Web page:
Back when I was writing a lot of tie-in novels for Pocket Books’ Star Trek division, a brand-new editor asked me to help him rescue a short story anthology. It seems that the main writer on the project had quite unexpectedly. The writer had outlined the story, and the outline had been approved by Paramount, which was a major hurdle. What the editor needed from me was an actual draft of the story.
In other words, none of the characters were mine. The plot, setting, and theme were not mine. The editor needed my style as a writer and my name on the cover. That was it.
I had never worked with this editor before. My usual Star Trek editor advised me to stay clear. But, I figured, it was just a short story. What could it hurt?
Well…it didn’t exactly hurt. But it was perplexing. I wrote the 6,000 word story as requested from a 2,000 word outline. Turned the story in on time. Got an acceptance, and the ridiculously high acceptance payment.
Then I got the copyedit.
Which wasn’t a copyedit. The editor himself had rewritten every single sentence of the story. Every single one. Sometimes adding passive voice. Sometimes making the meaning unclear. Always dumbing down the content and the voice and the point of each sentence, let alone each paragraph.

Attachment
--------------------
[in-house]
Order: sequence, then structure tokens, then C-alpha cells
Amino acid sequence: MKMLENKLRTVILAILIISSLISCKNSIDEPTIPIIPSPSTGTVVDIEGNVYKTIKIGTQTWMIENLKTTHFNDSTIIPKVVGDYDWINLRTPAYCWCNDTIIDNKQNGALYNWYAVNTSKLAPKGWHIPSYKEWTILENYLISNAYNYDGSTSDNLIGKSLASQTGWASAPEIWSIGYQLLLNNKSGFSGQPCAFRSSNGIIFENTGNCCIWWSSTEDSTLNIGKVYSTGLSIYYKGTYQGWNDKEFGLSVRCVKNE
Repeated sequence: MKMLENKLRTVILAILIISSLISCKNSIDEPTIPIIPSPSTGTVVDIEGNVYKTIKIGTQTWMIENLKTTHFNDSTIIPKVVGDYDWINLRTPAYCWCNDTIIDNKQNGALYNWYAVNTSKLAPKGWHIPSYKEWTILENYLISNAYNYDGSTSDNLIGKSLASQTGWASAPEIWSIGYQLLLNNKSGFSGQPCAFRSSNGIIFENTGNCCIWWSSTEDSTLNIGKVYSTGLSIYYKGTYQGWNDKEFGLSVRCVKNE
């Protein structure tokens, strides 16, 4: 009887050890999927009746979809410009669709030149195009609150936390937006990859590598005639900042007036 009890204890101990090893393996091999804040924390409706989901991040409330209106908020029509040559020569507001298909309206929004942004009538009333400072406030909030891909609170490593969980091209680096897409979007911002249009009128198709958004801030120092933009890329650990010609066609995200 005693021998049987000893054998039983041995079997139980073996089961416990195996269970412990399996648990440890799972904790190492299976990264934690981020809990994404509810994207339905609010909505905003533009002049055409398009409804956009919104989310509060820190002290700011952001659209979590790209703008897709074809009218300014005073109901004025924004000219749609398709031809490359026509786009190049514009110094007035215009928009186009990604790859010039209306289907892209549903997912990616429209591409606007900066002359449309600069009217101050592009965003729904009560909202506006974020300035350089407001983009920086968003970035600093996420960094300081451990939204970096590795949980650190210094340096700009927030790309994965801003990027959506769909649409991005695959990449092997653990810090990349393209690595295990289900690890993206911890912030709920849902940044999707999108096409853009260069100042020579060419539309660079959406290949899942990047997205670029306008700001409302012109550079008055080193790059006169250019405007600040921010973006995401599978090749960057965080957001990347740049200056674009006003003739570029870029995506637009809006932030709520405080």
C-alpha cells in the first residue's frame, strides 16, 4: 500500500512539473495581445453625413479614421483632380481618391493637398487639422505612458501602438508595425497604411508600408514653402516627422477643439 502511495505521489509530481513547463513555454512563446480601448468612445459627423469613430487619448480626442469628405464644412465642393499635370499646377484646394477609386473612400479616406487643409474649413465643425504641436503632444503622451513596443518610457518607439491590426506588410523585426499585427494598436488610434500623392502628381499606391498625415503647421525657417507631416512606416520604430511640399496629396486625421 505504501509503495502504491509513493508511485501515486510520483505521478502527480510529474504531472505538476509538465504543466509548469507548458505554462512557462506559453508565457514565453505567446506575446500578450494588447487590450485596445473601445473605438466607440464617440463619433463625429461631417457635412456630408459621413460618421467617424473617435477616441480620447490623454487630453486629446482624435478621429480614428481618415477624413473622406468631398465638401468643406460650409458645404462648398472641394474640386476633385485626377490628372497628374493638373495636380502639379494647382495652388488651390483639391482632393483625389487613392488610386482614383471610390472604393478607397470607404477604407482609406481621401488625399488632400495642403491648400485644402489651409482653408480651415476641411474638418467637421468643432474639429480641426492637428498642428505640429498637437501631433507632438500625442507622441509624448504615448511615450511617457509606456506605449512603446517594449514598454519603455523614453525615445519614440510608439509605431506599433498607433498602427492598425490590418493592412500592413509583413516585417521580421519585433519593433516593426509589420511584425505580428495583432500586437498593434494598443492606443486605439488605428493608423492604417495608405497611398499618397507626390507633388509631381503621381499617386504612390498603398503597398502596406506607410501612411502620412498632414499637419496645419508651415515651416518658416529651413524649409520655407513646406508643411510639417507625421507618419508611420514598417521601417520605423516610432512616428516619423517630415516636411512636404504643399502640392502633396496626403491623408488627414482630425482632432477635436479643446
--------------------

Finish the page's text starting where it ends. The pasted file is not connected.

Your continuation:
I looked at that, glanced at my contract, and realized that even though this short story was written as work made for hire, I could make a huge stink about this. I could pull my name or pull the story or cause all kinds of grief.
In the end, I decided to leave it alone. If you look up this short story now, you’ll see the most poorly written thing ever published under my name.
. . . .
That is the only time in my recollection that I can recall allowing an editor’s or copyeditor’s full rewrite of my work to get into print. I’ve had worse rewrites in my career, including a copyeditor who changed every single piece of punctuation in one of my romance novels, but I never let those go through under my name.
I cited contract terms, refusing to allow the changes. I pulled books from publishers because of shenanigans like this. I got copyeditors fired. Repeatedly.